He tried hard to make his tone cheery and natural, as he stood up and

wrapped the bathrobe more closely around him.



"I heard what you said to Race Moran."



Helen came into the room, with only a dressing wrapper thrown over her

thin night-dress, and dropped into a chair. She seemed to feel that her

statement of the fact was accusation enough in itself, and waited for

him to answer.



"You shouldn't have listened, Helen. Moran and I were discussing private

business matters, and I thought that you were asleep. It was not

proper...."



Her lips, which usually framed a smile for him, curled disdainfully and

he winced in spite of himself. He avoided the keen appraisement of her

gaze, which seemed now to size him up, as though to probe his most

secret thoughts, whereas before she had always accepted him lovingly on

faith.



"Certainly, they were not matters that you would want an outsider to

hear," she said, in a hard voice, "but I am very glad that I listened,

father. Glad"--her voice broke a little--"even though I shall never be

able to think of you again as I...."



He went to her and put his heavy hands on her shoulders, which shrank

under his touch.



"Now, don't say things that you'll regret, Helen. You're the only girl

I have, and I'm the only father you have, so we ought to make the best

of each other, oughtn't we, eh? You're prone to hasty judgments. Don't

let them run away with you now."



"Don't touch me!" He made way for her as she got to her feet.

"Father,"--she tremblingly faced him, leaning for support against a

corner of the bureau,--"I heard all that you said to Mr. Moran. I

don't want you to tell me what we've been to each other. Don't I know

that? Haven't I felt it?"



The Senator swallowed hard, touched to the quick at the sight of her

suffering.



"You want me to explain it--more fully?"



"If you can. Can you?" Her lips twitched spasmodically. "I want you to

tell me something that will let me continue to believe that you

are--that you are--Oh, you know what I want to say." Rexhill blushed a

deep purple, despite his efforts at self-control. "But what can you say,

father; what can you say, after what I've heard?"



"You mean as regards young Wade? You know, I told you last night about

his attack on the Sheriff. You know, too"--the blush faded as the

Senator caught his stride again--"that I said I meant to crush him. You

even agreed with me that he should be taught a lesson."



"But you should fight fairly," Helen retorted, with a quick breath of

aggression. "Do you believe that he killed Jensen? Of course you don't.

The mere idea of such a thing is absurd."



"Perhaps he planned it."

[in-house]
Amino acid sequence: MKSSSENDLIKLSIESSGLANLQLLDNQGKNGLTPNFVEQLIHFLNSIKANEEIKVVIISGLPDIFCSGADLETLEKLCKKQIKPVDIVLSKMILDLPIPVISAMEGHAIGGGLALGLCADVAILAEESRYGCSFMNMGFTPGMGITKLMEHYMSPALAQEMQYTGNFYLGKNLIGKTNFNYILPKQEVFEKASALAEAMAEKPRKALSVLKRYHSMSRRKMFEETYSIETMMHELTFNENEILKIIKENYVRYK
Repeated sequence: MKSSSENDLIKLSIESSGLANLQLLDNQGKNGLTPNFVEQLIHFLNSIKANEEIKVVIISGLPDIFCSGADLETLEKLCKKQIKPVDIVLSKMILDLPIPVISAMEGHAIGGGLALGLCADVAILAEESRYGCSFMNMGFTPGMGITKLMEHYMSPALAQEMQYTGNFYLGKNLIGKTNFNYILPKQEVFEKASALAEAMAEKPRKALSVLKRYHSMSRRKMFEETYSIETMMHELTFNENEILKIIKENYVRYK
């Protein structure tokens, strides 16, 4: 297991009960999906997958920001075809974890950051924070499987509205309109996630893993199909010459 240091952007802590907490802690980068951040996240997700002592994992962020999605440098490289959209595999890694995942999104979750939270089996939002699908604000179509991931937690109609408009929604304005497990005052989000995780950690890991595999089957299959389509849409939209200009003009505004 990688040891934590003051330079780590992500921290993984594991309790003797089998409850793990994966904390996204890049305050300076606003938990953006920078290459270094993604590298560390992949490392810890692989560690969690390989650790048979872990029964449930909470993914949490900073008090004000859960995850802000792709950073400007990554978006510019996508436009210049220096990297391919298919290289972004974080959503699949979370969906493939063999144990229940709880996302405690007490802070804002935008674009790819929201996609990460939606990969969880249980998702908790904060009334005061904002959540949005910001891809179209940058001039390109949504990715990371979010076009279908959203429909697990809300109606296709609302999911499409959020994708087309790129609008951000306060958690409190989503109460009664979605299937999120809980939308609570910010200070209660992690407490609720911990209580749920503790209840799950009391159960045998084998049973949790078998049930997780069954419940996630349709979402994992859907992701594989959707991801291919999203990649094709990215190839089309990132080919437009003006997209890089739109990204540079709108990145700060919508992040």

"Father!" The scorn in her tone stung him like a whip-lash. "Did he plan

the warrants, too? The warrant that hasn't been issued yet, although you

are going to swear that it was issued yesterday. Did he plan that?"



Once in his political career, the Senator had faced an apparent

impasse and had wormed out of it through tolerant laughter. He had

laughed so long and so genially that the very naturalness of his

artifice had won the day for him. Men thought that if he had had a

guilty conscience, he could not have seemed so carefree. He tried the

same trick now with his daughter; but it was a frightful attempt and he

gave it up when he saw its ill-success.



"See here, Helen," he burst out, "it is ridiculous that you should

arraign me in this way. It is true that no warrant was out yesterday for

Wade, but it is also true that the Sheriff intended to issue one, and it

was only through my influence that the warrant was not issued. Since

then Wade, besides insulting me, has proved himself a lawbreaker. I have

nothing to do with the consequences of his actions, which rest entirely

with him. You have overheard something that you were not intended to

hear, and as is usually the case, have drawn wrong conclusions. The best

thing you can do now is to try to forget what you have heard and leave

the matter in my hands, where it belongs."



He had spoken dominantly and expected her to yield to his will. He was

totally unprepared, well as he knew her spirit, for what followed.



She faced him with glowing eyes and her trembling lips straightened into

a thin, firm line of determination. He was her father, and she had

always loved him for what she had felt to be his worth; she had given

him the chance to explain, and he had not availed himself of it; he was

content to remain convicted in her eyes, or else, which was more likely,

he could not clear himself. She realized now that, despite what she had

said in pique, only the night before, she really loved Wade, and he, at

least, had done nothing, except free a friend, who, like himself, was

unjustly accused. She could not condemn him for that, any more than she

could forget her father's duplicity.



"I won't forget it!" she cried. "If necessary, I will go to Gordon and

tell him what you've done. I'll tell it to every one in Crawling Water,

if you force me to. I don't want to because, just think what that would

mean to you! But you shall not sacrifice Gordon. Yes, I mean it--I'll

sacrifice you first!"



"Don't talk so loud," the Senator warned her anxiously, going a little